Brazilians have been voting electronically for more than a decade and with local elections scheduled for 5 October, thousands of voting machines are being deployed to schools and libraries around the country…
“We introduced the digital ballot in 1996 and by the year 2000, 100% of our elections were conducted using this system,” said Antonio Esio from the Regional Electoral Office…
To make the voting machines easy to use a numeric keyboard was chosen as the main interface – something familiar to anyone who has made a phone call.
“It’s quite easy to use because voters only need to type in a number for the candidates and they can also see the picture of the person they’re voting for,” said Mr Esio.
“So this system helps illiterate voters, because they can identify their candidate by a number, and that was a great advance,” he added.
The government also set a challenge to ensure that the cost did not exceed $1000 per machine.
Brazil is introducing fingerprint ID for the machines, as well. To control the possibility of voter fraud. That would probably panic the “liberty lobby” in the United States.
Of course there’s an easy way around requirements for universal fingerprinting. Use standard law enforcement fingerprint ID software to analyze the votes. That will identify duplicates needing to be challenged.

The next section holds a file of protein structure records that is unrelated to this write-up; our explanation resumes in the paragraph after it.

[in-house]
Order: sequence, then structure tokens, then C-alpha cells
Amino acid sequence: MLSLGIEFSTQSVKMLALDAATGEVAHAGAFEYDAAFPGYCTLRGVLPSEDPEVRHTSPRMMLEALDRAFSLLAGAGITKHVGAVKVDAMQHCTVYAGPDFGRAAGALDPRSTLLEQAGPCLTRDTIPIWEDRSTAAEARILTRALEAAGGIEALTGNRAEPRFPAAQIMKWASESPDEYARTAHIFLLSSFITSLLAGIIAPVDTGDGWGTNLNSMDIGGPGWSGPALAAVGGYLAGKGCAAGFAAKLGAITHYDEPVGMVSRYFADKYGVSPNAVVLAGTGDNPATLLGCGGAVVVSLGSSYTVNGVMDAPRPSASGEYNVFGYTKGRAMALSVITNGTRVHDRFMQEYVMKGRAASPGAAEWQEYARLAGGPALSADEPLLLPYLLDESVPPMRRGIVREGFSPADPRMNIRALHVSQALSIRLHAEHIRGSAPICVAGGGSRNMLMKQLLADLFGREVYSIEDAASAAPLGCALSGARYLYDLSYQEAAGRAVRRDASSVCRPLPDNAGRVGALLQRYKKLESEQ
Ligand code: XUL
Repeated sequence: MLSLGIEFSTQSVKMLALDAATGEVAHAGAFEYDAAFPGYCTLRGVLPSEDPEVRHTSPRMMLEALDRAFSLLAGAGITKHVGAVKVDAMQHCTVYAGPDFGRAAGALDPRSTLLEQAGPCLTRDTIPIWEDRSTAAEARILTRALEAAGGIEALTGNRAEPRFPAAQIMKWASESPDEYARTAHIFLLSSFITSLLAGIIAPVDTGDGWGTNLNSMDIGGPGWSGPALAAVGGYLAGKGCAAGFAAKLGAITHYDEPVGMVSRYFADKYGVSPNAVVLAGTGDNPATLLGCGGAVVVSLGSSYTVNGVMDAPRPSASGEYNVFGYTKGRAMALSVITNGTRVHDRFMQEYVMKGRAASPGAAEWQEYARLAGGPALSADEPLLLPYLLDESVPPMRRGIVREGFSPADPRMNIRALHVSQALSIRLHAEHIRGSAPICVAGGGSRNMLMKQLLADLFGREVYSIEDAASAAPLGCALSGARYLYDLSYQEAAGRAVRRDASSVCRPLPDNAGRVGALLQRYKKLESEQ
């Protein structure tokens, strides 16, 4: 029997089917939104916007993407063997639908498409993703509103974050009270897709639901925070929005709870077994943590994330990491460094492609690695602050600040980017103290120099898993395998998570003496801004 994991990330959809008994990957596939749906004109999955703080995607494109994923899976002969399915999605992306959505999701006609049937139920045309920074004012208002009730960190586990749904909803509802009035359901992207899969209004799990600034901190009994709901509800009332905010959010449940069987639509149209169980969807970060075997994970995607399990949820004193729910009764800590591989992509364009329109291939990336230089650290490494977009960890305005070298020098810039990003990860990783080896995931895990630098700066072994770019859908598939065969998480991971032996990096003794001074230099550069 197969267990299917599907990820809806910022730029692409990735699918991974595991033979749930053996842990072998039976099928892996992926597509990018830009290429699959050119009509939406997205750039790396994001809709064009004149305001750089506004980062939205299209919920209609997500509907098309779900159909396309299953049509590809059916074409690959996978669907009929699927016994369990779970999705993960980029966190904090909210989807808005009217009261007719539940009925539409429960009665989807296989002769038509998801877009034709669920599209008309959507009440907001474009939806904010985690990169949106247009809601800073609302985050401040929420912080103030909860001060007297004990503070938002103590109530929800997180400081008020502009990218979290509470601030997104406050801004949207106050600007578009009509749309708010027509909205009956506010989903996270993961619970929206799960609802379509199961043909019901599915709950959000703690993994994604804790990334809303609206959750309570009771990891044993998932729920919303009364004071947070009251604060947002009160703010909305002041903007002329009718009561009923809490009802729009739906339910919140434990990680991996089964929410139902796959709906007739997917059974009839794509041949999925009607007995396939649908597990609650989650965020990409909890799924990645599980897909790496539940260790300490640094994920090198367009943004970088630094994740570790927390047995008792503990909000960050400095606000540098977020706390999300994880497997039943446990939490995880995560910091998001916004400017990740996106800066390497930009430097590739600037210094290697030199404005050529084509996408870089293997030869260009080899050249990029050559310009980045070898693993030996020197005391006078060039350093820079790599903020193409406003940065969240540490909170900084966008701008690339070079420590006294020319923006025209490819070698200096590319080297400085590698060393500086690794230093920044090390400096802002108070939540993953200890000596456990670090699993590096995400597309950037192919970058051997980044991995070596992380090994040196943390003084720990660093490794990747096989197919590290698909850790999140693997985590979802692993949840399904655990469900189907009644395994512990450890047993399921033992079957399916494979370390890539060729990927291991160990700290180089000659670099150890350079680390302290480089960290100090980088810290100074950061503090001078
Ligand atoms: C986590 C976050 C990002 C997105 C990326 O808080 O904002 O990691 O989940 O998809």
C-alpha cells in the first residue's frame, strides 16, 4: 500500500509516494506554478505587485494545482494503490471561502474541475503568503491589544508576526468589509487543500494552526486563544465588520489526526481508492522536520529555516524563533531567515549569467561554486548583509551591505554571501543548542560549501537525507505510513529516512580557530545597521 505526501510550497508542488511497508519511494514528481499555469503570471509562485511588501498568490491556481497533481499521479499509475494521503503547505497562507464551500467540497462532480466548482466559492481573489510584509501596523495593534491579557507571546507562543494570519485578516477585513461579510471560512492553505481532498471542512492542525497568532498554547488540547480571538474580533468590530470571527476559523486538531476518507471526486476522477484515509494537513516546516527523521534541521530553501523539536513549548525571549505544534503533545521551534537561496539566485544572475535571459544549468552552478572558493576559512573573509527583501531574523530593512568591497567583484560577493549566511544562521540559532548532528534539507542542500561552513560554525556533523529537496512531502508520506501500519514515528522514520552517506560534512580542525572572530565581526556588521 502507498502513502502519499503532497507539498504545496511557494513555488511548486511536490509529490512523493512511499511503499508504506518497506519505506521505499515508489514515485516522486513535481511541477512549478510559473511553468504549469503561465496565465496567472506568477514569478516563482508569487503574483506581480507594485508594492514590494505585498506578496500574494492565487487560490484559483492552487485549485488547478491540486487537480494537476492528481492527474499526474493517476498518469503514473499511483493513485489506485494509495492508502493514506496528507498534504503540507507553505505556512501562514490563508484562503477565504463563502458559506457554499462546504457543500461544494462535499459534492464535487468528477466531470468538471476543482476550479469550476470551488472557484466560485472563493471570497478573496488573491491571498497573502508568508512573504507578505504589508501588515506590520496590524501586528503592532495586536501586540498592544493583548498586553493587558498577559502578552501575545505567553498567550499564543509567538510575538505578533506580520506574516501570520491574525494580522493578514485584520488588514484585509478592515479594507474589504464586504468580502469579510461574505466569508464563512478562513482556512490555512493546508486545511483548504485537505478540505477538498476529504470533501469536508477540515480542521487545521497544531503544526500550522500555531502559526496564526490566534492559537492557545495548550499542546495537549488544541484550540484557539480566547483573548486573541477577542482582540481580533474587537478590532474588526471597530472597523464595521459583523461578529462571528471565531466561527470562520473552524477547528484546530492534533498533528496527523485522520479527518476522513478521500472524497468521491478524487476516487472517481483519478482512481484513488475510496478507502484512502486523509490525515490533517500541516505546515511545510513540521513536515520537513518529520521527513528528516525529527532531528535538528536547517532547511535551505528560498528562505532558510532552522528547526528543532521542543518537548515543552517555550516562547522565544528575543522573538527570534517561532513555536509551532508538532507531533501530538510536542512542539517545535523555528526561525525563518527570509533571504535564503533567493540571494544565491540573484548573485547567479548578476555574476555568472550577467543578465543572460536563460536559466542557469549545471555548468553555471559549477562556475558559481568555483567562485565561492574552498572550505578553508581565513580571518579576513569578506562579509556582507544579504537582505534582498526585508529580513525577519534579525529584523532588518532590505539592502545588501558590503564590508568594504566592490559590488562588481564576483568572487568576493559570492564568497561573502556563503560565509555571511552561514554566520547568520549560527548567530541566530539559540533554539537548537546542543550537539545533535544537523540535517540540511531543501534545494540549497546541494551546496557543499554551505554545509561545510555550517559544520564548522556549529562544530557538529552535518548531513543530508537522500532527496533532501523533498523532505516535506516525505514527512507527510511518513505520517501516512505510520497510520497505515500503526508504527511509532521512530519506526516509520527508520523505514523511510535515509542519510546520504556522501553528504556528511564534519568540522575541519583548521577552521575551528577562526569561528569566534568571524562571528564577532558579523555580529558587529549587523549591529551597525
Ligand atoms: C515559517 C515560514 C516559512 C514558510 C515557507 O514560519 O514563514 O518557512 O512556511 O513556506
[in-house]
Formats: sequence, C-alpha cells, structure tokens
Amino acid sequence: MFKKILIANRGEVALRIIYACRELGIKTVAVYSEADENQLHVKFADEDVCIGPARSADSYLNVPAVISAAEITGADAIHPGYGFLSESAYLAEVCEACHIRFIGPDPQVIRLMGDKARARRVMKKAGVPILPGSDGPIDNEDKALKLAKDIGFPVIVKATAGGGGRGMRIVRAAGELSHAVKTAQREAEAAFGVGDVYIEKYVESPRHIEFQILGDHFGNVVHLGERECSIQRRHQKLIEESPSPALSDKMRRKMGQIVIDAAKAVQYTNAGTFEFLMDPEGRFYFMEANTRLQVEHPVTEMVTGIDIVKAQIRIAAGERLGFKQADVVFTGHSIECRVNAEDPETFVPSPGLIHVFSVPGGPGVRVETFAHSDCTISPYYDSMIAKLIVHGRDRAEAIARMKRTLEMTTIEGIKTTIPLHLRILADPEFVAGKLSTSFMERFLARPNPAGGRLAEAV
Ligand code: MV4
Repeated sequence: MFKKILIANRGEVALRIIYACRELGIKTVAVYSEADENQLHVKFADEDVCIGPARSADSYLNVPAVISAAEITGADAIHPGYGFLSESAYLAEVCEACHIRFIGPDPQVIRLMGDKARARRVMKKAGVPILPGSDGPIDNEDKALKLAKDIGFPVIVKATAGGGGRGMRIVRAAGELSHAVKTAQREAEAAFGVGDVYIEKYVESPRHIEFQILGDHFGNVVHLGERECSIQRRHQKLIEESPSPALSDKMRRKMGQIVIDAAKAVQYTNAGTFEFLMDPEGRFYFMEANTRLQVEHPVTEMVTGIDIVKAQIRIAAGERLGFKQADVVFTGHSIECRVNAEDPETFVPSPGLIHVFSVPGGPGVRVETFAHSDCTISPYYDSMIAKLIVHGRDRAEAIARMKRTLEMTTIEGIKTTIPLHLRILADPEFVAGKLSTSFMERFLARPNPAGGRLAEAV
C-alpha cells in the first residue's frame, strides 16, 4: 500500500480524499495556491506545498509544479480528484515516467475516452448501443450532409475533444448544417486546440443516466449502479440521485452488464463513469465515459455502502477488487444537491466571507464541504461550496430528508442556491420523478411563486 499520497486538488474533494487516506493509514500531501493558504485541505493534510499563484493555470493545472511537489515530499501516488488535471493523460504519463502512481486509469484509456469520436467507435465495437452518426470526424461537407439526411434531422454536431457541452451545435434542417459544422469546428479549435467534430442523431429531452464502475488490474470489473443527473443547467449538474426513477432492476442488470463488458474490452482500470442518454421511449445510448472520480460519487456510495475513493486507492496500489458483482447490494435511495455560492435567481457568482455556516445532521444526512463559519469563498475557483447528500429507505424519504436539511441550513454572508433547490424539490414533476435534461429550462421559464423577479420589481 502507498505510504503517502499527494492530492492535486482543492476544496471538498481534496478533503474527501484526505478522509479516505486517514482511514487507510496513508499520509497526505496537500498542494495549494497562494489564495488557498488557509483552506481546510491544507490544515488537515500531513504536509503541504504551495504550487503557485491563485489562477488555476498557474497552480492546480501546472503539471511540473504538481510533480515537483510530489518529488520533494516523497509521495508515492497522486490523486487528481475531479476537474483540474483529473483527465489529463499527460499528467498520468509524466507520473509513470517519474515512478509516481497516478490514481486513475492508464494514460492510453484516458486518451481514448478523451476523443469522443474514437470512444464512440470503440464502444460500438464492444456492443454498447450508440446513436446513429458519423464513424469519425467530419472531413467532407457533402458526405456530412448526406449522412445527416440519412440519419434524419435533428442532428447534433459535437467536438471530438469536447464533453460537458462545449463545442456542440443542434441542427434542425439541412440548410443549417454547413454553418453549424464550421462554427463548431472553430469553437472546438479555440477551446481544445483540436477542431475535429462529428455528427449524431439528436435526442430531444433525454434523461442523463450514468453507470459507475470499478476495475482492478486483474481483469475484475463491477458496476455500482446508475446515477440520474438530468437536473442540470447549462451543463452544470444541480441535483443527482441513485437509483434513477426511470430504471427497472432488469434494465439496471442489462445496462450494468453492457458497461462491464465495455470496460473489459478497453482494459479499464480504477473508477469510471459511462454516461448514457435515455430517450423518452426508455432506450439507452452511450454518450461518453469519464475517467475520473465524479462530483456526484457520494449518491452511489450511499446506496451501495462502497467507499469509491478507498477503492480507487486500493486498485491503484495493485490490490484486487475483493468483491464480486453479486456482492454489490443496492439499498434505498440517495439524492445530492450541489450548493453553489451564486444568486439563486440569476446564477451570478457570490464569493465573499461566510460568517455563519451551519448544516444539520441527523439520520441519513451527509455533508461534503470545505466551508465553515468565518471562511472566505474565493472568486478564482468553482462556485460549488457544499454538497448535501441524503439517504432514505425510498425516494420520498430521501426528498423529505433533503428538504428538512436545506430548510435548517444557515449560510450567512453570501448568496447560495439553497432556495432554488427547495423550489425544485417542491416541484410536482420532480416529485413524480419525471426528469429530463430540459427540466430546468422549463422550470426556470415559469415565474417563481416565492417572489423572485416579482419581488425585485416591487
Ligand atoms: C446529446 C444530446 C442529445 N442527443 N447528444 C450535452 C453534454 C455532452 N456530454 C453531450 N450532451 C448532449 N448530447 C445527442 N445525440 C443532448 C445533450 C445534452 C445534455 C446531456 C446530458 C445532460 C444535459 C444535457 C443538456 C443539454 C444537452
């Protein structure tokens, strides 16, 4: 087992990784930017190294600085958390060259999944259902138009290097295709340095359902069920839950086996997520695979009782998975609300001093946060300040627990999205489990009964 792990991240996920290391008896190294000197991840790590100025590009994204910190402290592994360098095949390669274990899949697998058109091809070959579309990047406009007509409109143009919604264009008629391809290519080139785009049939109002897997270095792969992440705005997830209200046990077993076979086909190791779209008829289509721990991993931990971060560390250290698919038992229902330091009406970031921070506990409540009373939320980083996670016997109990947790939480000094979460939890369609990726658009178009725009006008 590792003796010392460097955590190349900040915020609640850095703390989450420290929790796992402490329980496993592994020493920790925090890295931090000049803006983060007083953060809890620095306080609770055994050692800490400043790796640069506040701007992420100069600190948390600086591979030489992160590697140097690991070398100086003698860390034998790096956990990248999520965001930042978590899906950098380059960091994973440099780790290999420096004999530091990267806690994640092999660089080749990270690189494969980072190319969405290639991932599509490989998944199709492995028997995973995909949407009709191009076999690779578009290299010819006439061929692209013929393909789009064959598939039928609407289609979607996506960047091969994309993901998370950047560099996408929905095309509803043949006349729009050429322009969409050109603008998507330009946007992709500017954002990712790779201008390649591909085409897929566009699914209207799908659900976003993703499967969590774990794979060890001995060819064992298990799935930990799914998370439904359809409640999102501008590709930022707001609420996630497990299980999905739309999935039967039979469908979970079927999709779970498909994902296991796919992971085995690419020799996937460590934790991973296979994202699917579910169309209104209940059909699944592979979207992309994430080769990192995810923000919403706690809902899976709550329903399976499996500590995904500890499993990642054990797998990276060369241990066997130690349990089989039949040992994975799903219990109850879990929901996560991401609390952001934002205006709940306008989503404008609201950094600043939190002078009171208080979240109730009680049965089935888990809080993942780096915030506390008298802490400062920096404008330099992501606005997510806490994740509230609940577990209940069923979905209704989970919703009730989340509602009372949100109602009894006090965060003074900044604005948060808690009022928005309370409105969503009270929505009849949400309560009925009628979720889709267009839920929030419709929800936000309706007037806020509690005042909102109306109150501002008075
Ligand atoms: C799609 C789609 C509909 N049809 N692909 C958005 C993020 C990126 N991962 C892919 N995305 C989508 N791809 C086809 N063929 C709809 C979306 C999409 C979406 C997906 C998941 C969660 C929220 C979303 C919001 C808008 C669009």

And the cost? Well, that’s not important in the United States. Right?
We all cherish our privacy. Then we go and divulge everything about ourselves on Facebook, sprinkle our Social Security number like pixie dust across the Web and happily load up on tracking devices like GPS navigators and cellphones.
Researchers call this the privacy paradox: Normally sane people have inconsistent and contradictory impulses and opinions when it comes to safeguarding their private information.
Now some new research is beginning to document and quantify the privacy paradox…Their findings: Our privacy principles are wobbly. We are more or less likely to open up depending on who is asking, how they ask and in what context…
“The cues that we rely on through culture and evolution to tell us there is a privacy issue are not present on the Internet,” he said. Meanwhile, “the same technology magnifies the risk.”
I guess because I’m a geek who’s been online for 25 years, my understanding of cyber-privacy grew with the medium. The same sort of reasonable limits apply to the Web as to my public – and local – life.